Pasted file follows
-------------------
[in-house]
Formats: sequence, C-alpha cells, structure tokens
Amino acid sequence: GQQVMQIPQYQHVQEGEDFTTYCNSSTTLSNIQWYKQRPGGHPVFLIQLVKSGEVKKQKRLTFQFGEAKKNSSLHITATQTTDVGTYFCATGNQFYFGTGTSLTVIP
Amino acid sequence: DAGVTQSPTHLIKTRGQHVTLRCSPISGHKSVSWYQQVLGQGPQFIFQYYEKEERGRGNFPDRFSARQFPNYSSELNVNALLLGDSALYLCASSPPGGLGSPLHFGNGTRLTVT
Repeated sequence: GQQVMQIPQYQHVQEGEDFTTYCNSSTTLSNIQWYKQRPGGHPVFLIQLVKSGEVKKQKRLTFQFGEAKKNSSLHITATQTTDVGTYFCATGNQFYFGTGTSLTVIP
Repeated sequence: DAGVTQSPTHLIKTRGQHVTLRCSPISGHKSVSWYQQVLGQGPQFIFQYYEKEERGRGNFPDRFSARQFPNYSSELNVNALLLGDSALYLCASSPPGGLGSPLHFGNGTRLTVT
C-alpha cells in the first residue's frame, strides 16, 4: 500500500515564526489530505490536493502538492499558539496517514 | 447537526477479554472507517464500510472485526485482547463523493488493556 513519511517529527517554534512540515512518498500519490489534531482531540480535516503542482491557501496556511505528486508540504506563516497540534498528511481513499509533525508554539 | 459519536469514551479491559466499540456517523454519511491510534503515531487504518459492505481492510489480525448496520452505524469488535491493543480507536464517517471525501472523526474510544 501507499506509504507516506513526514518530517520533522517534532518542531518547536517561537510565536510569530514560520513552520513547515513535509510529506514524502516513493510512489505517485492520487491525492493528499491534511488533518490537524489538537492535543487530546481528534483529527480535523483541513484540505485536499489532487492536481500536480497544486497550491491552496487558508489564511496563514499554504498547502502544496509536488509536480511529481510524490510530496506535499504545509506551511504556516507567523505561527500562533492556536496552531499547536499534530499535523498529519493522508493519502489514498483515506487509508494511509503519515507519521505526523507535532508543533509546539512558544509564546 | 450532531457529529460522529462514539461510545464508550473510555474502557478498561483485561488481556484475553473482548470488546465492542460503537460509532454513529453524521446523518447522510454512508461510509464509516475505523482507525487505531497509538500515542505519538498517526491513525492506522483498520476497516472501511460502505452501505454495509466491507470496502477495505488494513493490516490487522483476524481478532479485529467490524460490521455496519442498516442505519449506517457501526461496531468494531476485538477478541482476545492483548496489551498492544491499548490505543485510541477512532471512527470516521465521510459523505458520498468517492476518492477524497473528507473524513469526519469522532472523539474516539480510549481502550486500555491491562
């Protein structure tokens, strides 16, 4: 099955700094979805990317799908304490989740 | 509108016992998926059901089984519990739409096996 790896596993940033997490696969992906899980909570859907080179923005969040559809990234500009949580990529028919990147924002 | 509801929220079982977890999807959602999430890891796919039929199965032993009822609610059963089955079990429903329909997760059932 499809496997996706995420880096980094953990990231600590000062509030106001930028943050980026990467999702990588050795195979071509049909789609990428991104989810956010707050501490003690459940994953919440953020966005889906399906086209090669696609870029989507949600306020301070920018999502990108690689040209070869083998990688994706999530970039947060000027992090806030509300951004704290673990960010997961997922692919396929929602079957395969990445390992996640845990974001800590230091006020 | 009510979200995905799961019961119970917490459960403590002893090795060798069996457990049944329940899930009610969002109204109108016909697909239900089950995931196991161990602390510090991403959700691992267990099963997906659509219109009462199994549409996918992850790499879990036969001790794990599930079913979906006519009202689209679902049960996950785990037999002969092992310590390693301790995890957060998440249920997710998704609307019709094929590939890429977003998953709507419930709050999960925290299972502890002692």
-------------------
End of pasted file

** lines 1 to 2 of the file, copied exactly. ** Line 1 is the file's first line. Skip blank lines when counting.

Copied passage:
[in-house]
Formats: sequence, C-alpha cells, structure tokens